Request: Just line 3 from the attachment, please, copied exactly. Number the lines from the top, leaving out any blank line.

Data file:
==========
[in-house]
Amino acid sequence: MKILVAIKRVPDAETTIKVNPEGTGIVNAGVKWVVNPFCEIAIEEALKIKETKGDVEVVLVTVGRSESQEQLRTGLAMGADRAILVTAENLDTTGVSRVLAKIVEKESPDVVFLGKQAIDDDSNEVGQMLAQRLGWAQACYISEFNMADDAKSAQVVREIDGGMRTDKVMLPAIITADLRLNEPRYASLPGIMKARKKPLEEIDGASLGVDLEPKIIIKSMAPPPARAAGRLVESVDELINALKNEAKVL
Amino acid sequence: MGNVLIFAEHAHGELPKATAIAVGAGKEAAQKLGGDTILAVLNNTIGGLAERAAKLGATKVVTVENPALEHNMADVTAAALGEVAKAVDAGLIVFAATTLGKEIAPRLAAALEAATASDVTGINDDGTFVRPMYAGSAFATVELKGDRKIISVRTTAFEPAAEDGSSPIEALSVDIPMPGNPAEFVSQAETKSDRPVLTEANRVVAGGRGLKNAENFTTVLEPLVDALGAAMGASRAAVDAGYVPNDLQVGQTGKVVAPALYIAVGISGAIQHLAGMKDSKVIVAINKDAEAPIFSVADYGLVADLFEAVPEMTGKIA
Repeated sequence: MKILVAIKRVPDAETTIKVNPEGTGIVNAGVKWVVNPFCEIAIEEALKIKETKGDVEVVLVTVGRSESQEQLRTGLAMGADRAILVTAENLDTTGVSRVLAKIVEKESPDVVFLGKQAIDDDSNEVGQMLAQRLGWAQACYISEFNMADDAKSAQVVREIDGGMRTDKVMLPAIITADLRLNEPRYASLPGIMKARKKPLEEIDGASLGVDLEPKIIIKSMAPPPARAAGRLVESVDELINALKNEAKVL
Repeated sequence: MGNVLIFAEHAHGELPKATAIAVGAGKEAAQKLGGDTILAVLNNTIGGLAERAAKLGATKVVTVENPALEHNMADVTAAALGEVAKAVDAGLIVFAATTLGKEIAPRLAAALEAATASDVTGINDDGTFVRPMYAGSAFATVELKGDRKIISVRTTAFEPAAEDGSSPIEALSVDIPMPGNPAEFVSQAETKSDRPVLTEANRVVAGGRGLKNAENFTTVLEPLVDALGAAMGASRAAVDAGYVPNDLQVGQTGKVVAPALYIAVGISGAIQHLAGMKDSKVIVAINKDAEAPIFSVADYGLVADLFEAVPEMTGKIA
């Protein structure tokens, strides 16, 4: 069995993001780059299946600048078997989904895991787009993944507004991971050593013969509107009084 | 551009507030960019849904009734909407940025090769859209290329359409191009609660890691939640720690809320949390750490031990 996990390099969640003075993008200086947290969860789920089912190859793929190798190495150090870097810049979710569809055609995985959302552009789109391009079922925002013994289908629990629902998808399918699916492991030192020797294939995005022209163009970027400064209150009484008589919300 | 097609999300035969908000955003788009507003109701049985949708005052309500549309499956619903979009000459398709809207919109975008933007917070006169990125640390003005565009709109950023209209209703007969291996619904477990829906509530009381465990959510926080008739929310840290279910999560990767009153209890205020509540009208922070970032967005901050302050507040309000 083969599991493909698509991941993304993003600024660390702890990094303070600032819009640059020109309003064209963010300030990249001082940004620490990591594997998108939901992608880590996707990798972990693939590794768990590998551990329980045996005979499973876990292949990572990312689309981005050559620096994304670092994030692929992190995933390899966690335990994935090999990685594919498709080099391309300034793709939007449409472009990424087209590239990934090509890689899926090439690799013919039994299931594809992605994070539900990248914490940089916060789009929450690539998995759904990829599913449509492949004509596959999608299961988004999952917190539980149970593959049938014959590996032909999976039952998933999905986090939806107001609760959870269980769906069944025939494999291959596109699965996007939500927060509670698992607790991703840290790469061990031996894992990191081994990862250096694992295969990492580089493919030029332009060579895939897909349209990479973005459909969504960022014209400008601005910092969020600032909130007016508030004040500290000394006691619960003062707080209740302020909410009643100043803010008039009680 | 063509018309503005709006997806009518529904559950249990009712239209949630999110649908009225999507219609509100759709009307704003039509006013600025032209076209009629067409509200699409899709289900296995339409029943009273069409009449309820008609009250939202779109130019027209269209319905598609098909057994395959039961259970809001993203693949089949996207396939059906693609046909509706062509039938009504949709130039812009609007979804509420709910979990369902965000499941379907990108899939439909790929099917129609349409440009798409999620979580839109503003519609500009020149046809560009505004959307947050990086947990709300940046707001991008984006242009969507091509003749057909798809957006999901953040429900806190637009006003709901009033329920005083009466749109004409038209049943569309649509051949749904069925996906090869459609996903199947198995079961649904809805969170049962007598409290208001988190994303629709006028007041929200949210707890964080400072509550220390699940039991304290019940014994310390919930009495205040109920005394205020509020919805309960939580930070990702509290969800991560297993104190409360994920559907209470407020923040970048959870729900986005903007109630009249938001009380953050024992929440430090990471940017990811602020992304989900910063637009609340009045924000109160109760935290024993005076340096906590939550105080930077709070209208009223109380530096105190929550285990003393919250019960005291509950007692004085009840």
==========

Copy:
Amino acid sequence: MGNVLIFAEHAHGELPKATAIAVGAGKEAAQKLGGDTILAVLNNTIGGLAERAAKLGATKVVTVENPALEHNMADVTAAALGEVAKAVDAGLIVFAATTLGKEIAPRLAAALEAATASDVTGINDDGTFVRPMYAGSAFATVELKGDRKIISVRTTAFEPAAEDGSSPIEALSVDIPMPGNPAEFVSQAETKSDRPVLTEANRVVAGGRGLKNAENFTTVLEPLVDALGAAMGASRAAVDAGYVPNDLQVGQTGKVVAPALYIAVGISGAIQHLAGMKDSKVIVAINKDAEAPIFSVADYGLVADLFEAVPEMTGKIA